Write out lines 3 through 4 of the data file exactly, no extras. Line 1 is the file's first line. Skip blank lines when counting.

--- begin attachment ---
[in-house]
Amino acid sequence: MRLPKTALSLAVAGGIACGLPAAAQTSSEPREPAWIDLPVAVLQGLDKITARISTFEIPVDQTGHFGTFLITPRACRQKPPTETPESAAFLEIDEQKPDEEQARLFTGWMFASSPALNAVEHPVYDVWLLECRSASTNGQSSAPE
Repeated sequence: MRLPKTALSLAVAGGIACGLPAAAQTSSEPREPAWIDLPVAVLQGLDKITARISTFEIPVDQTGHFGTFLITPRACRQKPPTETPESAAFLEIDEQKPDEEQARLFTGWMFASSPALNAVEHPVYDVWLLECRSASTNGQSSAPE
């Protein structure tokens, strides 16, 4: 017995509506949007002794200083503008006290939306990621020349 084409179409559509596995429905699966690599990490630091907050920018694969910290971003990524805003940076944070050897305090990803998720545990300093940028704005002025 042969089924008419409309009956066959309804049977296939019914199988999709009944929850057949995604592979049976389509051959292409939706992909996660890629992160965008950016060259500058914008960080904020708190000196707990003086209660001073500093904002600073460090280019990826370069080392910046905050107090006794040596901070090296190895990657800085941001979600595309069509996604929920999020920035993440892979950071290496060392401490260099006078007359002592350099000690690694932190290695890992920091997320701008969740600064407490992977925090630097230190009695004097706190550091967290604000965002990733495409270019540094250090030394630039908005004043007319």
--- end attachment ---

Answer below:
Repeated sequence: MRLPKTALSLAVAGGIACGLPAAAQTSSEPREPAWIDLPVAVLQGLDKITARISTFEIPVDQTGHFGTFLITPRACRQKPPTETPESAAFLEIDEQKPDEEQARLFTGWMFASSPALNAVEHPVYDVWLLECRSASTNGQSSAPE
């Protein structure tokens, strides 16, 4: 017995509506949007002794200083503008006290939306990621020349 084409179409559509596995429905699966690599990490630091907050920018694969910290971003990524805003940076944070050897305090990803998720545990300093940028704005002025 042969089924008419409309009956066959309804049977296939019914199988999709009944929850057949995604592979049976389509051959292409939706992909996660890629992160965008950016060259500058914008960080904020708190000196707990003086209660001073500093904002600073460090280019990826370069080392910046905050107090006794040596901070090296190895990657800085941001979600595309069509996604929920999020920035993440892979950071290496060392401490260099006078007359002592350099000690690694932190290695890992920091997320701008969740600064407490992977925090630097230190009695004097706190550091967290604000965002990733495409270019540094250090030394630039908005004043007319």